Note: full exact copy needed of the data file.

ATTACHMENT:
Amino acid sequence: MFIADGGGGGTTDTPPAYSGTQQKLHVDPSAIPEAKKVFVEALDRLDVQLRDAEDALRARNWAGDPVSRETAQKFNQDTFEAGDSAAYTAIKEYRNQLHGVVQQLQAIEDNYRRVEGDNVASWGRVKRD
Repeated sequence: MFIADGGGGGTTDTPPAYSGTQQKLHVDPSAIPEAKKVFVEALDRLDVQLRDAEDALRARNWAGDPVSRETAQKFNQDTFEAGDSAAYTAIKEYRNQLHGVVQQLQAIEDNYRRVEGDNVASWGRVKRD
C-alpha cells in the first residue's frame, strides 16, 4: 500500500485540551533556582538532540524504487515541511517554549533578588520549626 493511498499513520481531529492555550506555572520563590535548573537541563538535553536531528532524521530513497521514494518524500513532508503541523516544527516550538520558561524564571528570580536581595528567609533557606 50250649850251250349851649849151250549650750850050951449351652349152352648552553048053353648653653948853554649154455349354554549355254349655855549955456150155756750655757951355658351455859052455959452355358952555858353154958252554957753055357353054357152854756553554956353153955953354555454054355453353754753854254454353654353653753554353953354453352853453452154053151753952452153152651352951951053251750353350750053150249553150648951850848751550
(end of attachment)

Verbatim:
Amino acid sequence: MFIADGGGGGTTDTPPAYSGTQQKLHVDPSAIPEAKKVFVEALDRLDVQLRDAEDALRARNWAGDPVSRETAQKFNQDTFEAGDSAAYTAIKEYRNQLHGVVQQLQAIEDNYRRVEGDNVASWGRVKRD
Repeated sequence: MFIADGGGGGTTDTPPAYSGTQQKLHVDPSAIPEAKKVFVEALDRLDVQLRDAEDALRARNWAGDPVSRETAQKFNQDTFEAGDSAAYTAIKEYRNQLHGVVQQLQAIEDNYRRVEGDNVASWGRVKRD
C-alpha cells in the first residue's frame, strides 16, 4: 500500500485540551533556582538532540524504487515541511517554549533578588520549626 493511498499513520481531529492555550506555572520563590535548573537541563538535553536531528532524521530513497521514494518524500513532508503541523516544527516550538520558561524564571528570580536581595528567609533557606 50250649850251250349851649849151250549650750850050951449351652349152352648552553048053353648653653948853554649154455349354554549355254349655855549955456150155756750655757951355658351455859052455959452355358952555858353154958252554957753055357353054357152854756553554956353153955953354555454054355453353754753854254454353654353653753554353953354453352853453452154053151753952452153152651352951951053251750353350750053150249553150648951850848751550